The Black Album (West Yorkshire Playhouse, 21st October 2009)
I wouldn’t say that this was gripping theatre and some of the effects were just a little bit cliched. All those flashing lights on the white set with phrases about life in the 1980s such as ‘Greed is Good’ and ‘Material Girl’ and all that music from the 80s that was about power and material items, just became a little cloying. I felt that the pre show didn’t really add much more to the narrative other than to say this was the eighties, because I wasn’t sure that the play was a tale of morals against the coverting of material wealth. I suppose the play’s title, in its reference to the pop sar Prince’s album, the Black Album, was supposed to have some significance to the narrative. Apart from the fact that the central character, Shahid Hasan, liked Prince, I struggled to see the point unless the title related to Salman Rushdie’s book and if it the association did not work for me. However, I did learn something from watching the play and I did get caught up with the story, so I don’t want to be negative about my experience. The problem was the story was so predictable and I did feel that all the way through I wasn’t surprised or challenged. I felt that everything was laid out for the audience in such a way that at each moment I just knew what was going to happen in the next moment. Characters had long speeches about what they stood for, so it just didn’t feel like they were engaged in dialogue with each other. I became annoyed about the characters doing the scene changes in character and as they were only moving a desk and sofa from one place to another, it didn’t feel like it served a purpose. I got so fed up with the clothes and the main character taking is trousers on and off, because yes I know clothes are about identity, the play didn’t need to lay it on with a trowel.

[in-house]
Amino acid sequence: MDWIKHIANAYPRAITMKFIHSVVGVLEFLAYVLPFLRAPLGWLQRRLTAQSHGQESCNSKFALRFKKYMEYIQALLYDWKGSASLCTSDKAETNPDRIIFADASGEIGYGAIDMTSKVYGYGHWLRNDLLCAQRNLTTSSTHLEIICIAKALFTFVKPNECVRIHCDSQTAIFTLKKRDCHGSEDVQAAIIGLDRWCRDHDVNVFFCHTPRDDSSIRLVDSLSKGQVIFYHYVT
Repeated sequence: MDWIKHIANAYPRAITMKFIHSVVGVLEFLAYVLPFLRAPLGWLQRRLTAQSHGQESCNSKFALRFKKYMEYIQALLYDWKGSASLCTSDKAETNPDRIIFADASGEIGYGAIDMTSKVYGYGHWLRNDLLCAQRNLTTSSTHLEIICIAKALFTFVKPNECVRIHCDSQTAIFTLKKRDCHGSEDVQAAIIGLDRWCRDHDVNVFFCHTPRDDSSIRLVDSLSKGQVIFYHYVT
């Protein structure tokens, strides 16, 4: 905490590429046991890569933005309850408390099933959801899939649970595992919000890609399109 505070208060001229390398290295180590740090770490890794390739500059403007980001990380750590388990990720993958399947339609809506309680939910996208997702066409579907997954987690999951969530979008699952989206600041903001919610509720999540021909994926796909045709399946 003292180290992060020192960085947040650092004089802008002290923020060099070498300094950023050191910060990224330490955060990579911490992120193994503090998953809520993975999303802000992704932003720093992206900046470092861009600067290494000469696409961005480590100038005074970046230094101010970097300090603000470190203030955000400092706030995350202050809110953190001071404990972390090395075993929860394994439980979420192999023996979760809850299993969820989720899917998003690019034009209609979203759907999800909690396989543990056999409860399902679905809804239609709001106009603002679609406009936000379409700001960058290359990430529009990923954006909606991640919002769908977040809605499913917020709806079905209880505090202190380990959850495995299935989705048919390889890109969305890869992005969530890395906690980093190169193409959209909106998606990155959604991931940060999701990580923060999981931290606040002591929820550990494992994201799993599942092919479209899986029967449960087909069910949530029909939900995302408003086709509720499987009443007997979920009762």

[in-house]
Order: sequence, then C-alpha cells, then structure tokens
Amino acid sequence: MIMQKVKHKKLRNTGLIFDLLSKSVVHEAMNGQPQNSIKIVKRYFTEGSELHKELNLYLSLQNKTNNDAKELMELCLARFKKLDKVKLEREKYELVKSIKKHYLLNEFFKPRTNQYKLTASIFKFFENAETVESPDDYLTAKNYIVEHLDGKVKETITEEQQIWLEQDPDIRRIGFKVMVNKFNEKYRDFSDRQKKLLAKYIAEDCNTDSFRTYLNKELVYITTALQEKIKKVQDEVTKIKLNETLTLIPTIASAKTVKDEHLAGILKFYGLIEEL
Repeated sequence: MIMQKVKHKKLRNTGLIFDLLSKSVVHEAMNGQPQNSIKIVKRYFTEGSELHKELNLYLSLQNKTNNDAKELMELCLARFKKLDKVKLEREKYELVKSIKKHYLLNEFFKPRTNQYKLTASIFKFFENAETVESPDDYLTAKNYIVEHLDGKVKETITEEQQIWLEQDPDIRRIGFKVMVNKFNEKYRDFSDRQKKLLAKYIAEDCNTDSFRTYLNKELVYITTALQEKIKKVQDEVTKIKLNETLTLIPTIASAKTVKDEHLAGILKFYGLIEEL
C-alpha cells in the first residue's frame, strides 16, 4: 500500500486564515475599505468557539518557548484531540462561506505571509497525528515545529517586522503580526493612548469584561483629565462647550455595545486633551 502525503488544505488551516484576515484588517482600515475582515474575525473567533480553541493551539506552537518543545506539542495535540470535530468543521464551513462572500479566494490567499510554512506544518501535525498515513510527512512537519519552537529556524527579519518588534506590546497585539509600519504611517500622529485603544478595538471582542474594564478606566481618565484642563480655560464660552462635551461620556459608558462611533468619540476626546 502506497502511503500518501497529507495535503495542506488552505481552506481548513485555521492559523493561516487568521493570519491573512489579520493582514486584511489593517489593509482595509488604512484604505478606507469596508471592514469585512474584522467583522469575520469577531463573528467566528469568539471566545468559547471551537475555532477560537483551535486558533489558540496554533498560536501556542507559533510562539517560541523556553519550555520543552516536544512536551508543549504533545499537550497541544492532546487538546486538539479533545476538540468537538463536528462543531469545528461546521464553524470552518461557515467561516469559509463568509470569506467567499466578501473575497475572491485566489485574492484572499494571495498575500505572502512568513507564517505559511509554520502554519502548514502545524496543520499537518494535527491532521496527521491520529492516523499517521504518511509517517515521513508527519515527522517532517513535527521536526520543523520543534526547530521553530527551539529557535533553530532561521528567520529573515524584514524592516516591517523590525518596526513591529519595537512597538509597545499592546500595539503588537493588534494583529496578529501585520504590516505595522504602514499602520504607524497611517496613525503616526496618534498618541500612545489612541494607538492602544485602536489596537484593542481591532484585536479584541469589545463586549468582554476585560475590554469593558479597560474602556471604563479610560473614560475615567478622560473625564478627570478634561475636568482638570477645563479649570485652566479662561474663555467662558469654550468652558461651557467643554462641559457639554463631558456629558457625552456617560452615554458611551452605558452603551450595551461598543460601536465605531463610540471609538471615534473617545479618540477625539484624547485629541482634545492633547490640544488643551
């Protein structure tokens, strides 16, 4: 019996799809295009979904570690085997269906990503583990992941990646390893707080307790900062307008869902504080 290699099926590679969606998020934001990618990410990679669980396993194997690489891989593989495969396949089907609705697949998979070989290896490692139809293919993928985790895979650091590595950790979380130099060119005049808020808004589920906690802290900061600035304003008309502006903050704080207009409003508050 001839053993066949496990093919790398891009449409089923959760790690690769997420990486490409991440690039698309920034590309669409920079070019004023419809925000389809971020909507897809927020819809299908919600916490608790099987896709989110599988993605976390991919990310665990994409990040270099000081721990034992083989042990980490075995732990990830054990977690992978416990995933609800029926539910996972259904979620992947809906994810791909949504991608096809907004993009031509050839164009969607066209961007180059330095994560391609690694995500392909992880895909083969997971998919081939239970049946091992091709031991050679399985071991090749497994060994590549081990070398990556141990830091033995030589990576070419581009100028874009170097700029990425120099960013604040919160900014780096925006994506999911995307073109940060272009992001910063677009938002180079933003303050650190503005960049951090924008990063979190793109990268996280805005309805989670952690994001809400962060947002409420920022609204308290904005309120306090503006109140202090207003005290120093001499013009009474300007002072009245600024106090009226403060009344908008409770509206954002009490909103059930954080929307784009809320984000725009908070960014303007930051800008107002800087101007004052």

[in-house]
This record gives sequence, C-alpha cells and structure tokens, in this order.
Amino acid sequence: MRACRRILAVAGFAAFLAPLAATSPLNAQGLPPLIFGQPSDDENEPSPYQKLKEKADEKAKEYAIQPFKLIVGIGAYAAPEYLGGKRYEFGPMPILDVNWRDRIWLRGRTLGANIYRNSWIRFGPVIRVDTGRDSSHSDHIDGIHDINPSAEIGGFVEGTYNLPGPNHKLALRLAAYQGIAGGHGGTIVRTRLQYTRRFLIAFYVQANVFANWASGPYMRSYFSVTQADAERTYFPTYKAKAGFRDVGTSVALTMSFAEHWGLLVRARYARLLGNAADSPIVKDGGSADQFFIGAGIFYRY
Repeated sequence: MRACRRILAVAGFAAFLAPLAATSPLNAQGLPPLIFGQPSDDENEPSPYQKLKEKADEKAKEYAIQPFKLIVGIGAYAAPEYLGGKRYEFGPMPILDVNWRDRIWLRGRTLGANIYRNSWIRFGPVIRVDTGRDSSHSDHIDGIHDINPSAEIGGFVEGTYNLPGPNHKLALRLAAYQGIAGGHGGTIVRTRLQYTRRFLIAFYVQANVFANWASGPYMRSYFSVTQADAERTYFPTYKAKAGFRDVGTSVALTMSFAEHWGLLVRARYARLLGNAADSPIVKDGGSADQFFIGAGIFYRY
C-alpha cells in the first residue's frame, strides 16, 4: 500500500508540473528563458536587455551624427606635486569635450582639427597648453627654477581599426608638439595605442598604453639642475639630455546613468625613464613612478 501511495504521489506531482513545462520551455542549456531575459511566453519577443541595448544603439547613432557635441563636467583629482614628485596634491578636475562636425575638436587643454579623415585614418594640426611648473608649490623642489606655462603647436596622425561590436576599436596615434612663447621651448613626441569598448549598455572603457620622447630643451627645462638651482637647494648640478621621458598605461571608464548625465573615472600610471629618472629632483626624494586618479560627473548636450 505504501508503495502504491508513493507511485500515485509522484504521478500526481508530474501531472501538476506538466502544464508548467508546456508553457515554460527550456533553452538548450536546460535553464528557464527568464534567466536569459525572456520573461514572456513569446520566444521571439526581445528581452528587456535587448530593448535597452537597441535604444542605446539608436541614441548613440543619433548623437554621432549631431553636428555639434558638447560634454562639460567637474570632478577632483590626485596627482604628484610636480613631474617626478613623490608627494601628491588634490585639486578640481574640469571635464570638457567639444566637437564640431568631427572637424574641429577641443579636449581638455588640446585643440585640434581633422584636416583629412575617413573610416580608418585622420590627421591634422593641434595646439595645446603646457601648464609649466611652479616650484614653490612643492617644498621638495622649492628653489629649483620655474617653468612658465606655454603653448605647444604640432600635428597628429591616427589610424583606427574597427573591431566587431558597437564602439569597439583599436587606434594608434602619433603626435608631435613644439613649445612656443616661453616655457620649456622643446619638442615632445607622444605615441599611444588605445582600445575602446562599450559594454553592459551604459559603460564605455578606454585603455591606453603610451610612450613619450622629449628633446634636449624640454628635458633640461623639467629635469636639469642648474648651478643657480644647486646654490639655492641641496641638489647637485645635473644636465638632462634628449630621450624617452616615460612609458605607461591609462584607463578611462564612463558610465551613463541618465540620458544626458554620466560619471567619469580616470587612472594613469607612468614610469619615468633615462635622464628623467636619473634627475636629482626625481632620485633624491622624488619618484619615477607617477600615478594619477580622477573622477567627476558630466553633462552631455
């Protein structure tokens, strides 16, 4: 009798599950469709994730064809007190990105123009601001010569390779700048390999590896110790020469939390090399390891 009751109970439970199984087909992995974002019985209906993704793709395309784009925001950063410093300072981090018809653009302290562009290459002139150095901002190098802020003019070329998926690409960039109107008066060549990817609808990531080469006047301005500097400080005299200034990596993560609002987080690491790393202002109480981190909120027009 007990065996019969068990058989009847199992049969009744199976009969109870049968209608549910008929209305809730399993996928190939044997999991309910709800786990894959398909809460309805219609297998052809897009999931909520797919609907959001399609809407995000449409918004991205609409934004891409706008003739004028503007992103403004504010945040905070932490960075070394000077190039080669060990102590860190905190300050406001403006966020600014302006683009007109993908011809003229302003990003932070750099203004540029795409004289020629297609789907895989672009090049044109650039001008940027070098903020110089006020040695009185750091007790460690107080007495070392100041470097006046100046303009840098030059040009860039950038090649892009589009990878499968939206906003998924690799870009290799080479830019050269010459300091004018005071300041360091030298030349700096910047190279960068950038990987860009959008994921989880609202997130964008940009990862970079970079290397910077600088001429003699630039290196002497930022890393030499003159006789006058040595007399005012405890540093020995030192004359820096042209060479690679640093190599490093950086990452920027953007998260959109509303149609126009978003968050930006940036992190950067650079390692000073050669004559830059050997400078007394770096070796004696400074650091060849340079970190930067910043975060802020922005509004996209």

Yes the issues were complex and we were being asked to explore different points of view. However, the play presented it all in a too simplistic way and the characters were often one-dimensional and feeling clearly that they were intended to represent types, rather than be rounded interesting complex characters.
Reviews and Previews (National Theatre)
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